In June 2013 Edward Snowden, an American, former technical contractor to the United States National Security Agency (“NSA”) revealed classified information about a number of global, secret intelligence programs; the allegations have been startling and provided insight into the inner workings of global intelligence surveillance programs.
The just of the revelations, documented by the UK Guardian newspaper and the US based Washington Post, is this; major tech companies like Google, Microsoft, Yahoo, Facebook, Skype, YouTube and others were ordered by the United States Foreign Intelligence Surveillance Court to supply vast amounts of previously confidential information to intelligence agencies. Project Prism and others give intelligence agencies legitimate access to a veritable gold mine of information.
In the face of public outcry, some of the fingered technology companies (Facebook, Microsoft and Google) have requested permission to make certain disclosures public to ease public fear that personal information is being abused. Everyone is being told, “don’t worry, if you’re not a terrorist or threat to US security, you will be fine and your privacy is safe”. The data requests are pursuant to the Foreign Intelligence Surveillance Act and technology companies are eager to make these requests public to avoid the various negative connotations attached to the consumer base thinking personal information is no longer sacrosanct. We wait to see if this information is dispatched into the public domain.
For his part, Snowden said this to the Washington Post about the leak:
“My sole motive is to inform the public as to that which is done in their name and that which is done against them.”
To make matters decidedly uncomfortable for the whistle-blower, he is wanted by the US Government on charges of espionage and theft of government property. The head of the EU Parliament is also calling for clarification after it emerged from a previously confidential document that the EU data networks were fair game in the fight against terrorism.
The crux of it is this – wherever you are, your telephone and Internet communications are probably subject to interception and monitoring by a vast array of global intelligence agencies. That being said, did you really think otherwise? It would be naïve to think (in a post 9/11 environment) that global intelligence agencies would simply sit back and wait for the next global catastrophe while critical metadata and telephone records are available, and right under their noses. The rapid convergence and development of communication technologies makes Washington appear as close to Kabul or London as it is to Philadelphia or New York. And even terrorists need to communicate.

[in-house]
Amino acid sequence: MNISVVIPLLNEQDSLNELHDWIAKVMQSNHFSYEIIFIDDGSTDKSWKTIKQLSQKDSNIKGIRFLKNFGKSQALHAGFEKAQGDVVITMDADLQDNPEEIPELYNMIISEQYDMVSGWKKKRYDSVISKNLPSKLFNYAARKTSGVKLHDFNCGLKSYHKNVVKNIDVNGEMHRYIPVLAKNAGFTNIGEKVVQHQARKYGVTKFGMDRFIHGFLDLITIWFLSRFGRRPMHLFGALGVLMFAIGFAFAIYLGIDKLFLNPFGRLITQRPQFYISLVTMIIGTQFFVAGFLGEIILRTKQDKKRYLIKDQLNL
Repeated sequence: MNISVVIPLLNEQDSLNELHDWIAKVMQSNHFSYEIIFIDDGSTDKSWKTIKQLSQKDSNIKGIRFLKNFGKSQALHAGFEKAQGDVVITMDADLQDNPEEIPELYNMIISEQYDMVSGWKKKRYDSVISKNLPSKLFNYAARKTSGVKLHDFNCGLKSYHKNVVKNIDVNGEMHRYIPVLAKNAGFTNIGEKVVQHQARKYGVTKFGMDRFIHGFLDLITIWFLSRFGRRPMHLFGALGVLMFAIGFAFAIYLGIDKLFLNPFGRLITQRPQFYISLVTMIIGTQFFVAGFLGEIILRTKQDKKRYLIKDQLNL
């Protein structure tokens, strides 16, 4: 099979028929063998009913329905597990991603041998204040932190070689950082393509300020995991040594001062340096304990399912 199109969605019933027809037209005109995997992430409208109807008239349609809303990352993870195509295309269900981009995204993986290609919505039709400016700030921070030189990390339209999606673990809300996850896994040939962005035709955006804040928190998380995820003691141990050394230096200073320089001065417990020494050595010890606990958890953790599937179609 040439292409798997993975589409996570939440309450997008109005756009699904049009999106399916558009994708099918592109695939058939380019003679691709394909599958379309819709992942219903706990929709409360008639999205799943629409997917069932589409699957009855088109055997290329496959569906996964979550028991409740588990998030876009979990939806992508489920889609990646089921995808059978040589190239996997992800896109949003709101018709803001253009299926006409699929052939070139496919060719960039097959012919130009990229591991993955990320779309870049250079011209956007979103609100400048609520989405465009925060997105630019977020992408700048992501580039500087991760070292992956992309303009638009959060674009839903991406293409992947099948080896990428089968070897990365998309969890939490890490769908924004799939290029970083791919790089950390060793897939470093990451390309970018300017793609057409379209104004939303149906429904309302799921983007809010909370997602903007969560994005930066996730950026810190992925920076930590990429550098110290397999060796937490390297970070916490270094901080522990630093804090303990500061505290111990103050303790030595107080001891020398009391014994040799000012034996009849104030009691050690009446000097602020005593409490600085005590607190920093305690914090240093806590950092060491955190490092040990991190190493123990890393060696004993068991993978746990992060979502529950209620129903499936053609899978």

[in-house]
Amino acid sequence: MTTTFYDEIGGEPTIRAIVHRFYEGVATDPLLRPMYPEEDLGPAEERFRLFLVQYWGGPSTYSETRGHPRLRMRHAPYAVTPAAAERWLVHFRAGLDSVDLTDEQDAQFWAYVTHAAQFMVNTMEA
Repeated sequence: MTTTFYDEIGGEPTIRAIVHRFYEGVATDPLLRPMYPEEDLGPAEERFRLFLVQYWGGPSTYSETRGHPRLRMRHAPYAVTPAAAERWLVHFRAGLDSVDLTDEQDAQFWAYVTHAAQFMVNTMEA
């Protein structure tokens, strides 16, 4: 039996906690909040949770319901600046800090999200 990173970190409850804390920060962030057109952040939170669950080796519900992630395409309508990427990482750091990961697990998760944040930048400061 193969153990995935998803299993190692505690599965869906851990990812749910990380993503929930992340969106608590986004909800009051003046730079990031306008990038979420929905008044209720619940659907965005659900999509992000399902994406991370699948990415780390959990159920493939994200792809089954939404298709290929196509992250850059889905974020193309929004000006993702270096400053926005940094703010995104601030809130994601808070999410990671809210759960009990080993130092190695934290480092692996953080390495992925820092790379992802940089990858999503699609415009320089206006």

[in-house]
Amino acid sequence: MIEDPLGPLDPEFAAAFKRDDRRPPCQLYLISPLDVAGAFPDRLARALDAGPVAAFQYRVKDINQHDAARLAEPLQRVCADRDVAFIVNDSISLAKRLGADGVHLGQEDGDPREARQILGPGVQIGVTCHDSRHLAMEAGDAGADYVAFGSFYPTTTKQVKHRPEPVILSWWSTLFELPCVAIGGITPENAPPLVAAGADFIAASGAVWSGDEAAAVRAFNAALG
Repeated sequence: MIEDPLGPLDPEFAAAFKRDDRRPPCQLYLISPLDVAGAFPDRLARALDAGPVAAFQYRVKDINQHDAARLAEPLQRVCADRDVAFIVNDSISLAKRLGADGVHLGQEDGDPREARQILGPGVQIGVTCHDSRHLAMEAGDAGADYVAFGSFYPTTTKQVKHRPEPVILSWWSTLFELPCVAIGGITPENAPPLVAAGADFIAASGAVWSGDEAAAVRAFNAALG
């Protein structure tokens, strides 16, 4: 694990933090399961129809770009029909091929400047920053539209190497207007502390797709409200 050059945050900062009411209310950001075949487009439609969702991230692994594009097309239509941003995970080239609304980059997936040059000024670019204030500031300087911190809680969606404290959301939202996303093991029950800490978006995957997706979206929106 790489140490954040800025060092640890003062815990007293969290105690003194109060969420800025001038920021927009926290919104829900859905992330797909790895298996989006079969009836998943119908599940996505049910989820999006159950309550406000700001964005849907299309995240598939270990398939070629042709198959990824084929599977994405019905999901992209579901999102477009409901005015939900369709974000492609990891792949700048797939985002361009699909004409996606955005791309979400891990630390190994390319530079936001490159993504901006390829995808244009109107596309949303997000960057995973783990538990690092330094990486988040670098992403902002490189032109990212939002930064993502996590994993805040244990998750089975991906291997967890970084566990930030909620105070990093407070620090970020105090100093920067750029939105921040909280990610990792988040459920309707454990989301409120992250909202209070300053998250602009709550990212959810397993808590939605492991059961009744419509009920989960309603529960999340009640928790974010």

The global communication dynamic has changed, and is changing. Intelligence agencies must and have adapted. They will need to continue to adapt now that this information is in the public domain. US law makers and the incumbent democratic president say that programs such as Prism are necessary to combat terrorism and society must accept a balanced approach. A balanced approach, a reasonable approach; this type of language is associated with civil liberty rights the world over; and particularly the right to privacy. Although the US does not expressly protect privacy in its constitution, the concept of privacy of individual is fervently protected and many landmark United States Supreme Court decisions revolve around and give constitutional protection for the concept of privacy.
A person’s right to privacy is always a balancing act, wherever they live. This right is not absolute and must be balanced with and measured against other competing interests and rights. For example, is a State’s right to national security greater than your right to privacy in a given situation? Well, the State’s right to secure its citizens and foster a community will probably trump the right to privacy in some instances, but not all; and it will clearly depend on each given factual scenario.
In order to have the liberties that we are currently afforded, wherever we may live, in certain instances these rights or liberties must be limited or sacrificed if the outcome is justifiable, equitable or reasonable. In South Africa, the right to privacy is protected under section 14 of the South African Constitution but as with the United States, this right is not absolute. It may be limited or infringed in terms of a law of general application to the extent that the limitation is reasonable and justifiable in an open and democratic society based on human dignity, equality and freedom.
Although the conceptual framework used by the United States differs from South Africa, the balancing and enquiry are similar. Essentially, can one legitimately expect privacy of Internet communication? Yes, they can. But, can this expectation of privacy be limited or eroded due to some other competing right? Again, yes, particularly in the context of national security.
Most often, with the aid of legislation such as FISA, intelligence agencies are able to justifiably tap into personal information and infringe global privacy rights. Most will accept this as a reasonable limitation on their individual civil liberties but whatever is ultimately revealed in the coming weeks and months, one thing is clear, there must be independent oversight on the nature and extent of projects such as Prism in order to provide the global public with a sense of justice and fairness.